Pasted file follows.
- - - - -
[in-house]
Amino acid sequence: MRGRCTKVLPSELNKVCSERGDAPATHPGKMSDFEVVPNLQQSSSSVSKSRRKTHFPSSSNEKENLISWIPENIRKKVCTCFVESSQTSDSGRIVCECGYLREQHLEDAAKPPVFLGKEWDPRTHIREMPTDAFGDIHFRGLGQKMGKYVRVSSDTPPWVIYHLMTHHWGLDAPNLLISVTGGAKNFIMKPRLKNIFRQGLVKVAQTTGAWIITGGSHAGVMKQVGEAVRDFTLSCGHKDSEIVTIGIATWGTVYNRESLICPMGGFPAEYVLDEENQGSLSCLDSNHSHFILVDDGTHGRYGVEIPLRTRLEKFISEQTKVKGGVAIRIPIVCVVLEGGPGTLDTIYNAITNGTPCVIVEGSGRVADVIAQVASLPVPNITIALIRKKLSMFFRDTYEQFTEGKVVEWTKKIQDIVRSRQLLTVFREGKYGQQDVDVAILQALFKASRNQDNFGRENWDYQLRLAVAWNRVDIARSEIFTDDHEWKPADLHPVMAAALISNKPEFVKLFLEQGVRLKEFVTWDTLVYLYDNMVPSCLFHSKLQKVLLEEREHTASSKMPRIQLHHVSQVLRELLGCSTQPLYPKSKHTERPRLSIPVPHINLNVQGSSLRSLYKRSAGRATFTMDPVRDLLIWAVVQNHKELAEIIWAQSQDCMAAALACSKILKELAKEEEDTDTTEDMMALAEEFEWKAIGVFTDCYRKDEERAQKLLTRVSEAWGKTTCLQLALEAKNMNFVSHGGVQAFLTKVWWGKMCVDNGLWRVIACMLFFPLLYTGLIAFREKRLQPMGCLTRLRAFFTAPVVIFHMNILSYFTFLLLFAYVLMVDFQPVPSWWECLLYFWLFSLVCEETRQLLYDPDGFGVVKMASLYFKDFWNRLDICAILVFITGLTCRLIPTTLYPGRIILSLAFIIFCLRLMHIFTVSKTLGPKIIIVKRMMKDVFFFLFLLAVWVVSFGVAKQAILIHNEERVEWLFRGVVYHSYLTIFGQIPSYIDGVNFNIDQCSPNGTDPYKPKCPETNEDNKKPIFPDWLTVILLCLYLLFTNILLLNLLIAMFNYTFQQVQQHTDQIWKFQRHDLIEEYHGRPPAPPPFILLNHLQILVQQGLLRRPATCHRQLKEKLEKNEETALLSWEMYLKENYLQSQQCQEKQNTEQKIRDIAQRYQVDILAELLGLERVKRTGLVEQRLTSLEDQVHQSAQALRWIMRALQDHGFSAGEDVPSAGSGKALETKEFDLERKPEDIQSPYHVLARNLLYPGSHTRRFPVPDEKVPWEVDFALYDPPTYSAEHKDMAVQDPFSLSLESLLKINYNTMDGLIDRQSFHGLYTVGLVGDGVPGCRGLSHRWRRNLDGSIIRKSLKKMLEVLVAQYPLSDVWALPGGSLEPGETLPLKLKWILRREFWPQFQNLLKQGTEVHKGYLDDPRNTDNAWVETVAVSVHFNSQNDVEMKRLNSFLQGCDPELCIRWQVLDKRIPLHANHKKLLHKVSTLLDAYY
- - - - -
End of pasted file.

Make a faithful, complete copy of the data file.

[in-house]
Amino acid sequence: MRGRCTKVLPSELNKVCSERGDAPATHPGKMSDFEVVPNLQQSSSSVSKSRRKTHFPSSSNEKENLISWIPENIRKKVCTCFVESSQTSDSGRIVCECGYLREQHLEDAAKPPVFLGKEWDPRTHIREMPTDAFGDIHFRGLGQKMGKYVRVSSDTPPWVIYHLMTHHWGLDAPNLLISVTGGAKNFIMKPRLKNIFRQGLVKVAQTTGAWIITGGSHAGVMKQVGEAVRDFTLSCGHKDSEIVTIGIATWGTVYNRESLICPMGGFPAEYVLDEENQGSLSCLDSNHSHFILVDDGTHGRYGVEIPLRTRLEKFISEQTKVKGGVAIRIPIVCVVLEGGPGTLDTIYNAITNGTPCVIVEGSGRVADVIAQVASLPVPNITIALIRKKLSMFFRDTYEQFTEGKVVEWTKKIQDIVRSRQLLTVFREGKYGQQDVDVAILQALFKASRNQDNFGRENWDYQLRLAVAWNRVDIARSEIFTDDHEWKPADLHPVMAAALISNKPEFVKLFLEQGVRLKEFVTWDTLVYLYDNMVPSCLFHSKLQKVLLEEREHTASSKMPRIQLHHVSQVLRELLGCSTQPLYPKSKHTERPRLSIPVPHINLNVQGSSLRSLYKRSAGRATFTMDPVRDLLIWAVVQNHKELAEIIWAQSQDCMAAALACSKILKELAKEEEDTDTTEDMMALAEEFEWKAIGVFTDCYRKDEERAQKLLTRVSEAWGKTTCLQLALEAKNMNFVSHGGVQAFLTKVWWGKMCVDNGLWRVIACMLFFPLLYTGLIAFREKRLQPMGCLTRLRAFFTAPVVIFHMNILSYFTFLLLFAYVLMVDFQPVPSWWECLLYFWLFSLVCEETRQLLYDPDGFGVVKMASLYFKDFWNRLDICAILVFITGLTCRLIPTTLYPGRIILSLAFIIFCLRLMHIFTVSKTLGPKIIIVKRMMKDVFFFLFLLAVWVVSFGVAKQAILIHNEERVEWLFRGVVYHSYLTIFGQIPSYIDGVNFNIDQCSPNGTDPYKPKCPETNEDNKKPIFPDWLTVILLCLYLLFTNILLLNLLIAMFNYTFQQVQQHTDQIWKFQRHDLIEEYHGRPPAPPPFILLNHLQILVQQGLLRRPATCHRQLKEKLEKNEETALLSWEMYLKENYLQSQQCQEKQNTEQKIRDIAQRYQVDILAELLGLERVKRTGLVEQRLTSLEDQVHQSAQALRWIMRALQDHGFSAGEDVPSAGSGKALETKEFDLERKPEDIQSPYHVLARNLLYPGSHTRRFPVPDEKVPWEVDFALYDPPTYSAEHKDMAVQDPFSLSLESLLKINYNTMDGLIDRQSFHGLYTVGLVGDGVPGCRGLSHRWRRNLDGSIIRKSLKKMLEVLVAQYPLSDVWALPGGSLEPGETLPLKLKWILRREFWPQFQNLLKQGTEVHKGYLDDPRNTDNAWVETVAVSVHFNSQNDVEMKRLNSFLQGCDPELCIRWQVLDKRIPLHANHKKLLHKVSTLLDAYY